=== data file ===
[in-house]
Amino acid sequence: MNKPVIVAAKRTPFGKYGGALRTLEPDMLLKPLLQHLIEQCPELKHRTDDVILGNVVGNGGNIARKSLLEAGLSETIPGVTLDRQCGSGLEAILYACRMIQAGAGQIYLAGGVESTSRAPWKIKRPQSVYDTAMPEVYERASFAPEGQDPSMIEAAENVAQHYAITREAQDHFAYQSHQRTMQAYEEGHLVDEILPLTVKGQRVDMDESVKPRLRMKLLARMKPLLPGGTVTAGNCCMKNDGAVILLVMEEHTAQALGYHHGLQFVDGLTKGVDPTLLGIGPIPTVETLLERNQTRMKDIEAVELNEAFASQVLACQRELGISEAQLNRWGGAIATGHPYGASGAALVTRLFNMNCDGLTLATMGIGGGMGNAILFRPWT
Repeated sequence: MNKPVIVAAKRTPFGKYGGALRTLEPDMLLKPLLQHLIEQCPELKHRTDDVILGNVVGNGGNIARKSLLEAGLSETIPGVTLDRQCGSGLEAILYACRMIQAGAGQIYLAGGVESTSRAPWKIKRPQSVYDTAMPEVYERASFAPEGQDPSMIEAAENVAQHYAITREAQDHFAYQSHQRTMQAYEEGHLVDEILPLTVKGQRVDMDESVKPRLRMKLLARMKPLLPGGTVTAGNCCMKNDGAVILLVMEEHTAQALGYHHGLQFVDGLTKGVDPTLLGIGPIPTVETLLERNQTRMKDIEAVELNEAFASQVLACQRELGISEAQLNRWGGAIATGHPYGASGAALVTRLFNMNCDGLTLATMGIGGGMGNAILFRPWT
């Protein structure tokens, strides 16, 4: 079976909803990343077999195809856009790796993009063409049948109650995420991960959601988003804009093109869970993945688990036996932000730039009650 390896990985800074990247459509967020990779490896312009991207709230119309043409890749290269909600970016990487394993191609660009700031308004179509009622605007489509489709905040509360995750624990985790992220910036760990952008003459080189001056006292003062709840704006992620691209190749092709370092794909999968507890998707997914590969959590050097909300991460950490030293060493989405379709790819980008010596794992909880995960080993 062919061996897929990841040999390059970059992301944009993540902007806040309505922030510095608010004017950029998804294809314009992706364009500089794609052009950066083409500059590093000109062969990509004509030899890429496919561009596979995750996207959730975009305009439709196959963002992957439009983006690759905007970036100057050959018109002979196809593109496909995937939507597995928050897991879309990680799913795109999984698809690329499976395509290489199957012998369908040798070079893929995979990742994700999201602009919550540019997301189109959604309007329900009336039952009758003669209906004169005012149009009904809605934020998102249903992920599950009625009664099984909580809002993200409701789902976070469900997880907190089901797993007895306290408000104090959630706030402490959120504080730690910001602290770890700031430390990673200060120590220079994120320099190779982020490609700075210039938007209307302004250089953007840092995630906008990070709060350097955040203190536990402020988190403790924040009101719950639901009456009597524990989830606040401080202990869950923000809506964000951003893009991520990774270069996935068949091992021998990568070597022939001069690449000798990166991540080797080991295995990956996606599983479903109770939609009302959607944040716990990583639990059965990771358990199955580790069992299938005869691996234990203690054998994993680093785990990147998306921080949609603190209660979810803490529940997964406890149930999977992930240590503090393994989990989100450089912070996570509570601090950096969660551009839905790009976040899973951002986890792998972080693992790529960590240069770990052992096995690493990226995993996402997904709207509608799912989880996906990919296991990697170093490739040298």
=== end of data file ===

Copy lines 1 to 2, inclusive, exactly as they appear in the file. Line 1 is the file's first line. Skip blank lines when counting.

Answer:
[in-house]
Amino acid sequence: MNKPVIVAAKRTPFGKYGGALRTLEPDMLLKPLLQHLIEQCPELKHRTDDVILGNVVGNGGNIARKSLLEAGLSETIPGVTLDRQCGSGLEAILYACRMIQAGAGQIYLAGGVESTSRAPWKIKRPQSVYDTAMPEVYERASFAPEGQDPSMIEAAENVAQHYAITREAQDHFAYQSHQRTMQAYEEGHLVDEILPLTVKGQRVDMDESVKPRLRMKLLARMKPLLPGGTVTAGNCCMKNDGAVILLVMEEHTAQALGYHHGLQFVDGLTKGVDPTLLGIGPIPTVETLLERNQTRMKDIEAVELNEAFASQVLACQRELGISEAQLNRWGGAIATGHPYGASGAALVTRLFNMNCDGLTLATMGIGGGMGNAILFRPWT